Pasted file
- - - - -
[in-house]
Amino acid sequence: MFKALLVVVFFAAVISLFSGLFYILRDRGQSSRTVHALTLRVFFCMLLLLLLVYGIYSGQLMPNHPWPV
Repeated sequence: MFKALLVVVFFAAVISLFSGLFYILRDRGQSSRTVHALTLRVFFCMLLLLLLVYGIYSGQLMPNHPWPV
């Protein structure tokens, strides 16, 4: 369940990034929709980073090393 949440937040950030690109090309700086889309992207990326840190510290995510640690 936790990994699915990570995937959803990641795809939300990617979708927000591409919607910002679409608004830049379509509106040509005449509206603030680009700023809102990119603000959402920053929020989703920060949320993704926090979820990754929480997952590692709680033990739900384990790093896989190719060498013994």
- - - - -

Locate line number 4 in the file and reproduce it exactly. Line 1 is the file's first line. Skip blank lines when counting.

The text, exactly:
């Protein structure tokens, strides 16, 4: 369940990034929709980073090393 949440937040950030690109090309700086889309992207990326840190510290995510640690 936790990994699915990570995937959803990641795809939300990617979708927000591409919607910002679409608004830049379509509106040509005449509206603030680009700023809102990119603000959402920053929020989703920060949320993704926090979820990754929480997952590692709680033990739900384990790093896989190719060498013994």